102 signatures was enough to get the resolution broached if it is reported back out of committee. Typically a good 80 MPs haven’t actually been coming to the sessions, so it is possible that the resolution gained the support of over 50 percent of the members present on the floor. That is, if it had not been sent to committee for review, the resolution could well have just passed on Tuesday. The Iraqi government would be bound by such a majority vote. Apparently the Maliki government has found a parliamentary maneuver allowing it to postpone the resolution for at least 6 months.

Reuters has more details on the violence.

The Iraqi government estimates that 40,000 internally displaced persons have recnetly returned home to districts such as Kadhimiyah, after 170,000 had been displaced by sectarian violence after the Samarra shrine bombing in late February. There are still districts too dangerous to go back to, such as the Sunni al-Jadidah quarter and the Shiite slum of Sadr City in east Baghdad, to which Sunnis are not moving back.

The top Marine commander denies that his forces have lost al-Anbar province. He admits, however, that their mission is not to defeat the insurgency and that all they are doing is “stifling” it. He said that the war would be won politically, when services and goods are provided in sufficient numbers to woo away the Sunni Arabs from the insurgency.

The problem with this set of statements is that they don’t contradict the intelligence report that said that al-Anbar had been lost politically. It wasn’t being alleged that the Marines couldn’t go on “stifling” the insurgency. The allegation is that there are no functioning government institutions in the Sunni Arab areas. The allegation is that hearts and minds have been decisively lost. What the American commanders either don’t understand or don’t dare say is that the process of stifling has driven more and more and more Sunni Arabs into opposition to the US presence and the new government. In summer of 2004, when David Petraeus was running Mosul, Ninevah province was relatively quiet. Now there are bombs, killings, trouble. Mosul became a problem with the Fallujah assault, and it has never since stopped being a problem. Samarra is a problem. Tikrit is a problem. Baqubah is a problem. Kirkuk is a problem. Ramadi is a problem. If you just keep a lid on the problems, “stifling” them and driving ever more people into opposition, someday you will wake up and find that you really have lost, and not just politically.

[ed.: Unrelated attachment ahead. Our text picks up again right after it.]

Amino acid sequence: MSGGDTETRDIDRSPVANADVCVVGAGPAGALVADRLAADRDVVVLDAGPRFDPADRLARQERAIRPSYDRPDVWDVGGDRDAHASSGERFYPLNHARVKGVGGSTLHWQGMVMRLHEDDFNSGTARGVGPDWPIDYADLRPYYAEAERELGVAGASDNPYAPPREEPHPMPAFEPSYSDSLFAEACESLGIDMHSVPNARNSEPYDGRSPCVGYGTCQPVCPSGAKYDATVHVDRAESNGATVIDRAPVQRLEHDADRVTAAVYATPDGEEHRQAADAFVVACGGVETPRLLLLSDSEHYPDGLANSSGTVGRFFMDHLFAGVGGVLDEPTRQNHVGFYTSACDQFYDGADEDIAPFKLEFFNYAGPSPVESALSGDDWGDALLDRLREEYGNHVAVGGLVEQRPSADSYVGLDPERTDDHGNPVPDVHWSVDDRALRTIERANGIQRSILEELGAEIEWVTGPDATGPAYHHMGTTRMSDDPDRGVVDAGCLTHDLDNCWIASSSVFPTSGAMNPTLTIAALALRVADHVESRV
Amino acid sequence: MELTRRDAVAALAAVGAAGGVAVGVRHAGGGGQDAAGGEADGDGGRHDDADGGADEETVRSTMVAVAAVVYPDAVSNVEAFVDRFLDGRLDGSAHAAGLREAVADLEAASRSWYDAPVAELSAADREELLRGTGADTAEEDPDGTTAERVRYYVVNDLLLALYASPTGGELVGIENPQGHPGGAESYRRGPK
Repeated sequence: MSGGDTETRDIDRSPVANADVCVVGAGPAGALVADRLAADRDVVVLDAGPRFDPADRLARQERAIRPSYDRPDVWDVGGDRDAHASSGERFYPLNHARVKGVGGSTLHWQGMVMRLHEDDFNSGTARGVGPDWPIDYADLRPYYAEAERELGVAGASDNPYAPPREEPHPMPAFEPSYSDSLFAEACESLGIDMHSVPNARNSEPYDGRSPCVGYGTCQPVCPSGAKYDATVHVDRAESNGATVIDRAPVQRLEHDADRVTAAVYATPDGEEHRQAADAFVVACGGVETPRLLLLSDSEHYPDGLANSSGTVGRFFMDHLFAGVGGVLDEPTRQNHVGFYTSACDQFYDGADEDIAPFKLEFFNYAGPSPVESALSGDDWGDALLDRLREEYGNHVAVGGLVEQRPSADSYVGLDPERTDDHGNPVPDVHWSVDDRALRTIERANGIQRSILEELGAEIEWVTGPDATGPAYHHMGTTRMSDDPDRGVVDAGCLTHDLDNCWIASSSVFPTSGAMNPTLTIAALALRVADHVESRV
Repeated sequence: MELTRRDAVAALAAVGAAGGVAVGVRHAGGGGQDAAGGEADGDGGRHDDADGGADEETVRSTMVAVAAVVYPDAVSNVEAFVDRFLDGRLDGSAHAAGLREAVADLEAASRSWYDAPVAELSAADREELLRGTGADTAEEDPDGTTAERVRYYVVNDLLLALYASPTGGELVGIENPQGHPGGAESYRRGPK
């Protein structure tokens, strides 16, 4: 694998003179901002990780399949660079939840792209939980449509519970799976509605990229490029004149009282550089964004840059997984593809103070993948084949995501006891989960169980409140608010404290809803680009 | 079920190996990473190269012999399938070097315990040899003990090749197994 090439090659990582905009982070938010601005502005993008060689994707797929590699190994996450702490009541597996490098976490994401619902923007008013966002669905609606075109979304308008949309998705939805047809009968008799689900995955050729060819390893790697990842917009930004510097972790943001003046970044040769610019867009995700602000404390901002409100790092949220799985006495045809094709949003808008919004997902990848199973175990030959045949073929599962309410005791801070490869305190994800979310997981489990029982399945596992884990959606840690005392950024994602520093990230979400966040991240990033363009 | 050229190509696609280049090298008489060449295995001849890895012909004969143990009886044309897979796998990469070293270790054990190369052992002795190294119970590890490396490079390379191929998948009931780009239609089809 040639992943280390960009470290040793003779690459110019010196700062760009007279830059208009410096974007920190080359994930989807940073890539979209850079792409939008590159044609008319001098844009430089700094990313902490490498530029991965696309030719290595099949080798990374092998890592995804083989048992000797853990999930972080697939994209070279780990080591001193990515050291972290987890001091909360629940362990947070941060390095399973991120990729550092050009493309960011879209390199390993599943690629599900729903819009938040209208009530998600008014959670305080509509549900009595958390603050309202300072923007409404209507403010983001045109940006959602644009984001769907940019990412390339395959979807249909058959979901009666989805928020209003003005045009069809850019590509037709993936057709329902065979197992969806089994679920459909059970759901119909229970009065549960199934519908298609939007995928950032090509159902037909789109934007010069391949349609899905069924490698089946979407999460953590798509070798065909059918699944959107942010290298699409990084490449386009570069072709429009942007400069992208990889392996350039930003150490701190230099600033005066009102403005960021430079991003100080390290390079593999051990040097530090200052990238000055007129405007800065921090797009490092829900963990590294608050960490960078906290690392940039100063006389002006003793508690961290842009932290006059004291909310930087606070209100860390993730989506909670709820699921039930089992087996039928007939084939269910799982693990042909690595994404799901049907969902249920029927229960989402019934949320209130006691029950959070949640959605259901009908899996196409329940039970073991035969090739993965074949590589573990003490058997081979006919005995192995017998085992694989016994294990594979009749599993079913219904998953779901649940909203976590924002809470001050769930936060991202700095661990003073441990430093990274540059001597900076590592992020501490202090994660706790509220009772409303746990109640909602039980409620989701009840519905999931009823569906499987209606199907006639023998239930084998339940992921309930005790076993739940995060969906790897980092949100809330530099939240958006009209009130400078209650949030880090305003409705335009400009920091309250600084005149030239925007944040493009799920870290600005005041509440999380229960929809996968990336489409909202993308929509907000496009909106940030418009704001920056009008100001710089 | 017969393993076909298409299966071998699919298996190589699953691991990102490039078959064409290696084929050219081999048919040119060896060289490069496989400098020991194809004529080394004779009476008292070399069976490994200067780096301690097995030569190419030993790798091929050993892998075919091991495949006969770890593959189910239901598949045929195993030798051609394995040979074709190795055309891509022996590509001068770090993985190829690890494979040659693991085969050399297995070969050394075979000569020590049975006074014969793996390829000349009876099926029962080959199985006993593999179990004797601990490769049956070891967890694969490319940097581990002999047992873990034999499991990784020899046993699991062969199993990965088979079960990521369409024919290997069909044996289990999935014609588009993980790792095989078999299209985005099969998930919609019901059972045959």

The reason, moreover, that the Marines have not “won” is because they cannot. If winning means doing to Ramadi what they did to Fallujah, well that would just drive even more Sunnis to insurgency and further radicalize everyone from Ramadi, wherever they scatter. You could de-urbanize the whole Sunni Arab heartland, but then you’d have large numbers of mobile angry refugees, another Palestinian problem that would last decades and be destabilizing. There is no military solution.

Stifling is very bad. If that is all they can do, they should leave. Who cares who the mayor of Ramadi is? And, if they organize to try to overthrow the Maliki government, well, then they can be fought when they begin to march. They would not get very far if the US air force did not want them to.

Tom Engelhardt on the real link between 9/11 and Iraq.

My reconsideration of the significance of 9/11 for Foreign Policy is reprinted here.